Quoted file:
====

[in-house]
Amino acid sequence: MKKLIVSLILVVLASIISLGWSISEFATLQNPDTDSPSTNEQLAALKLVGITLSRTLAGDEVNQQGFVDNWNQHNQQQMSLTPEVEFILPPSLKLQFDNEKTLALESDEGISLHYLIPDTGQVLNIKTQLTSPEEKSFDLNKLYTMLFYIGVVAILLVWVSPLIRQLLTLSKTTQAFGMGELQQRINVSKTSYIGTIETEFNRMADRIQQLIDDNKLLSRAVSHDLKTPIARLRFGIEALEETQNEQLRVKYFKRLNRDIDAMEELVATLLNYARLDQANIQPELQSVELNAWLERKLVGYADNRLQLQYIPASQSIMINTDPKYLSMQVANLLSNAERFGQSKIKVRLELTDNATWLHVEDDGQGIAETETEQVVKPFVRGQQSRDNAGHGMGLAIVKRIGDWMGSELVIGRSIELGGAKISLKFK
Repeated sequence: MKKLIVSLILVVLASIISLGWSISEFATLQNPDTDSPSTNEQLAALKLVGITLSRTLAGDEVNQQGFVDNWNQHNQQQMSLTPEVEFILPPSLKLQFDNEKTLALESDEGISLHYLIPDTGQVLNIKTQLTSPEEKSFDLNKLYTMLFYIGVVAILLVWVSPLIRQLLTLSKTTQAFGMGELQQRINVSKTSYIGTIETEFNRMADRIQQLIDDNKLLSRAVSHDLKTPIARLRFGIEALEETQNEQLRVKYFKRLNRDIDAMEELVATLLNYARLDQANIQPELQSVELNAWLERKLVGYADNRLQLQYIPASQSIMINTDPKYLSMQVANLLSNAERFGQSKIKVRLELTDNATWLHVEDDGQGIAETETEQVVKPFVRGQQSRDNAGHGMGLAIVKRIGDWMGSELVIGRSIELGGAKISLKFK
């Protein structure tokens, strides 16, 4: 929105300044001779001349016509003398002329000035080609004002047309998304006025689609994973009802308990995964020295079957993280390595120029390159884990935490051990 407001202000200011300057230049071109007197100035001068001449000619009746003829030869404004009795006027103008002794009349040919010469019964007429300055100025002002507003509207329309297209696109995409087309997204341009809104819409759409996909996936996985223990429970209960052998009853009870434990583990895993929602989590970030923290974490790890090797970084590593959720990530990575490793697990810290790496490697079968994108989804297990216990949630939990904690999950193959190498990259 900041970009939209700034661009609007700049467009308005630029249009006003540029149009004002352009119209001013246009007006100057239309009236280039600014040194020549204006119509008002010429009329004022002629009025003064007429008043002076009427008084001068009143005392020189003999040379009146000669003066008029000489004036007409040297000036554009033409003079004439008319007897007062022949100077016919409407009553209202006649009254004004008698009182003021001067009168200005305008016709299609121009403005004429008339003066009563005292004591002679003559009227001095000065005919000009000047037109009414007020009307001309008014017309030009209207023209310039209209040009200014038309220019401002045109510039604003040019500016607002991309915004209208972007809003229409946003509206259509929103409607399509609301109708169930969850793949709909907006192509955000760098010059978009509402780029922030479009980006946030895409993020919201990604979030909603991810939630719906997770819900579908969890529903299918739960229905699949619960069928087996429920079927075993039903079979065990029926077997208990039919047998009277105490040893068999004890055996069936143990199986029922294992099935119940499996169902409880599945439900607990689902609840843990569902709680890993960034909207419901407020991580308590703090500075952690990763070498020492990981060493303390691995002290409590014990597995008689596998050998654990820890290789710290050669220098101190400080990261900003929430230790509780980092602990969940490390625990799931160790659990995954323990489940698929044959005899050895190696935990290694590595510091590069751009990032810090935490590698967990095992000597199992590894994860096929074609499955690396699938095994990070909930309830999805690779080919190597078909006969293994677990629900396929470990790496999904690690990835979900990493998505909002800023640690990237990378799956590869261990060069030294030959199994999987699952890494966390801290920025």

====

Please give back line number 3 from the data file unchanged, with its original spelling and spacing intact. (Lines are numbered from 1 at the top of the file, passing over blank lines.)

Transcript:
Repeated sequence: MKKLIVSLILVVLASIISLGWSISEFATLQNPDTDSPSTNEQLAALKLVGITLSRTLAGDEVNQQGFVDNWNQHNQQQMSLTPEVEFILPPSLKLQFDNEKTLALESDEGISLHYLIPDTGQVLNIKTQLTSPEEKSFDLNKLYTMLFYIGVVAILLVWVSPLIRQLLTLSKTTQAFGMGELQQRINVSKTSYIGTIETEFNRMADRIQQLIDDNKLLSRAVSHDLKTPIARLRFGIEALEETQNEQLRVKYFKRLNRDIDAMEELVATLLNYARLDQANIQPELQSVELNAWLERKLVGYADNRLQLQYIPASQSIMINTDPKYLSMQVANLLSNAERFGQSKIKVRLELTDNATWLHVEDDGQGIAETETEQVVKPFVRGQQSRDNAGHGMGLAIVKRIGDWMGSELVIGRSIELGGAKISLKFK